Why awards?

Back to Blog

Why awards?
Posted on December 5, 2019 by Simon Dunn

Reading Time: 2 minutes

It’s freezing out. But inside it’s hot, hot, hot! 870 research and insight people partying like it’s, well, 2019. On Monday 2 December I was lucky enough to join the Quirk’s table at the MRS Awards in Old Billingsgate right on the Thames in the City of London. And a very good time was had by all.

But these events are not only about celebration. While the winners cheered and the champagne corks popped I was thinking about all the companies that were not there. Indeed, without in any way suggesting that the winners were not utterly worthy, after several years of attending these awards it does seem that broadly the same companies – whether agencies or clients – step up to the podium.

So, what is their winning formula and what can others do to join them?

1- No matter what anyone says, winning an award like the MRS (or the ones that ESOMAR give) is in no way related to how much money you spend with the association, channel or publisher. When I have been involved in judging, the decision has always been taken entirely on the merit of the entry, frequently on a ‘blind’ basis.

2- Read the brief. It’s astonishing how little some people answer the questions or fulfil the criteria the judges are looking for. Be precise with this and build the entry from that.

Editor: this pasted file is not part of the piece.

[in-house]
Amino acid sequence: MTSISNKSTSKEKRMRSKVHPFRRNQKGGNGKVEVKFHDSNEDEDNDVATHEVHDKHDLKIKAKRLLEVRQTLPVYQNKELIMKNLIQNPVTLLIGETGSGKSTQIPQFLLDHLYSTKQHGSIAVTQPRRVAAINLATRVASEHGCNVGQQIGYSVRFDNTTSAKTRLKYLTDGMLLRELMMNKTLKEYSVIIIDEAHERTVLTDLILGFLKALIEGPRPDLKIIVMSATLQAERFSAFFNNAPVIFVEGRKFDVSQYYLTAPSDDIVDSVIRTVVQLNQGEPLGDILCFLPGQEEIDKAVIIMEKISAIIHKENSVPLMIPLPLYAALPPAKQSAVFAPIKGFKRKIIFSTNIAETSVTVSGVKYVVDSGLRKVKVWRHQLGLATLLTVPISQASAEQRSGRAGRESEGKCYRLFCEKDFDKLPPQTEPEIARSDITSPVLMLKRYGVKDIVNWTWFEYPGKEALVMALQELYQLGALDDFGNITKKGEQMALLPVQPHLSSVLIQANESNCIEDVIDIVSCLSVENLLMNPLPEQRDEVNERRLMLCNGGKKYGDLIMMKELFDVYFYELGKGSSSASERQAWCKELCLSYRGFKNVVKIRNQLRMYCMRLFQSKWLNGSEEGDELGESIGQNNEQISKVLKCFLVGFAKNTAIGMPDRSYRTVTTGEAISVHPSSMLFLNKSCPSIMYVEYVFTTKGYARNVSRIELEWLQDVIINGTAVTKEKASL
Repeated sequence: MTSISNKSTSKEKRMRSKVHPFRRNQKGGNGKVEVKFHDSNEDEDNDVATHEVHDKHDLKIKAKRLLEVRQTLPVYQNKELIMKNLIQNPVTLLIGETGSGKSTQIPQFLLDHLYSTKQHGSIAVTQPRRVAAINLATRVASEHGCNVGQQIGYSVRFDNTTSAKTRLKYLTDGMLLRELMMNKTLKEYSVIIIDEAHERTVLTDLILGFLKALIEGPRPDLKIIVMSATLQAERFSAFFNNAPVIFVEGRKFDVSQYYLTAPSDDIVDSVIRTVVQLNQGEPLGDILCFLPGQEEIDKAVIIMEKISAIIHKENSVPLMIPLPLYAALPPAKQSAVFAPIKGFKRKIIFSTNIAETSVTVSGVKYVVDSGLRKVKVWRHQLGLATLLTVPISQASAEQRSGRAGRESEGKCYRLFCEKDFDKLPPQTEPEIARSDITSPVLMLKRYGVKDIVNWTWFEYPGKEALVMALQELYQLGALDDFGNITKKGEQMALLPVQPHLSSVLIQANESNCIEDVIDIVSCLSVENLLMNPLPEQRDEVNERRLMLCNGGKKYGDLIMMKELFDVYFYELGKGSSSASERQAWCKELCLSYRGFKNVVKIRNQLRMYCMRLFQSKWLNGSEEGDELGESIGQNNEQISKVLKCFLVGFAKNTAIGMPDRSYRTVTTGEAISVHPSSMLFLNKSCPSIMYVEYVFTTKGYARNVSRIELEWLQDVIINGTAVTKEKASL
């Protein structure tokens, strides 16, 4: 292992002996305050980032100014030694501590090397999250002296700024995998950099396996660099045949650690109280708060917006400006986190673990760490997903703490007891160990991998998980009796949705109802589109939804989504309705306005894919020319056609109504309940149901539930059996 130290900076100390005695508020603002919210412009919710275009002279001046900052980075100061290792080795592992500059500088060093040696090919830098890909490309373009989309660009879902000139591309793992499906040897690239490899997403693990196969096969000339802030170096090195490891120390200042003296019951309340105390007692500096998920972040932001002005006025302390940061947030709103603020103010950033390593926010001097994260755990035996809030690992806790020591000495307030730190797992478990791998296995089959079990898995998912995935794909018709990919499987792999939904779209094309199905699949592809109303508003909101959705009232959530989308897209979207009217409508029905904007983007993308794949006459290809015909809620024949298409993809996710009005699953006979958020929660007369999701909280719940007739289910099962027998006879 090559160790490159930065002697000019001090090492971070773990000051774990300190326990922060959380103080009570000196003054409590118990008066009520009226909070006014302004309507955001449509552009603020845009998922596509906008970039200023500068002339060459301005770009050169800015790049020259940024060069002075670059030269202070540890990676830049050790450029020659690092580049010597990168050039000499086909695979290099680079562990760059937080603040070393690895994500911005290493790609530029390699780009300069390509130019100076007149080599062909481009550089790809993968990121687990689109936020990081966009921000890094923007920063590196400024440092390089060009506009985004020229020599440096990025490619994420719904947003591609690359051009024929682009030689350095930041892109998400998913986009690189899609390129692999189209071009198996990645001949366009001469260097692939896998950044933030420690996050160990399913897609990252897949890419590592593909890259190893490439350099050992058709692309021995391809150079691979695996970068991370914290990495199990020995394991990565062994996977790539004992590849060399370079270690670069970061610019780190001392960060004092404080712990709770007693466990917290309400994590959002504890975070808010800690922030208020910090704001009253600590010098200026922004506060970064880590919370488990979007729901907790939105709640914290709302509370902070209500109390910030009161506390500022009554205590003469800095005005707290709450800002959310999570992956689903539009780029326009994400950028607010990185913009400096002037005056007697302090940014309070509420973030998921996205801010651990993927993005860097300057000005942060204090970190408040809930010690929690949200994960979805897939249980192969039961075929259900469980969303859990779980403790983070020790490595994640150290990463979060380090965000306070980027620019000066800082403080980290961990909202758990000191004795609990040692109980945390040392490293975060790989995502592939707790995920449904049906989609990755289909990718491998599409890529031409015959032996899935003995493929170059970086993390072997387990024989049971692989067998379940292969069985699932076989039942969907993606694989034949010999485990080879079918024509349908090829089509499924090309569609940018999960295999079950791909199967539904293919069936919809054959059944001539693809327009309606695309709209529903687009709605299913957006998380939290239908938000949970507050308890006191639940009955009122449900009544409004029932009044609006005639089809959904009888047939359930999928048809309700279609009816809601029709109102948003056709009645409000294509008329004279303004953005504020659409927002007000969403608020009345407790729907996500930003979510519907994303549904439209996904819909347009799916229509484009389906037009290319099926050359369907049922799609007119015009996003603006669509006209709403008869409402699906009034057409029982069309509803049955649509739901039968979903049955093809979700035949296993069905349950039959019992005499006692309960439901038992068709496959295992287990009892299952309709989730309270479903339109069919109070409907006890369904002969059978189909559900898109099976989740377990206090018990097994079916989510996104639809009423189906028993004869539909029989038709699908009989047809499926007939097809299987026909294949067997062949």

3- Avoid hyperbole. Although the calls for submissions often indulge in this (“we are looking for original creativity, ground-breaking, transformational insights” etc etc), you must have the hard evidence and not just the fluffy language to deliver.

4- If you are an agency and do not have the client example to deliver the data to prove your case, then offer to partner with a client in order to devise an experiment to use in an entry. If you are a client and want to put your team on the map, ask and agency if they are willing to partner on a new project to get award-winning material.

5- Think ahead. You need to ensure you are tracking the data you need over time. You need to prove that what you are doing is working. To get that data you need to put things in place to measure and demonstrate improvements. You can’t do this the week before the award entry has to be written.

6- Get different opinions. It is always beneficial to get several different people to review and read through an entry. Imagine you are a judge and coming to it blind. Is it totally clear? Have you delivered all your evidence in a really compelling way? Can you include visuals and work with the layout to make it even stronger?

7- Finally, do great work! Ultimately the winners are those who have genuinely moved the industry forward, changed insights for better and done it with imagination and flair. If this is you, stop hiding your light under a bushel!

Winning awards really does deliver huge benefits – from awareness and profile to business growth and recruitment. But you are never going to win if you don’t enter, so why not make 2020 your year?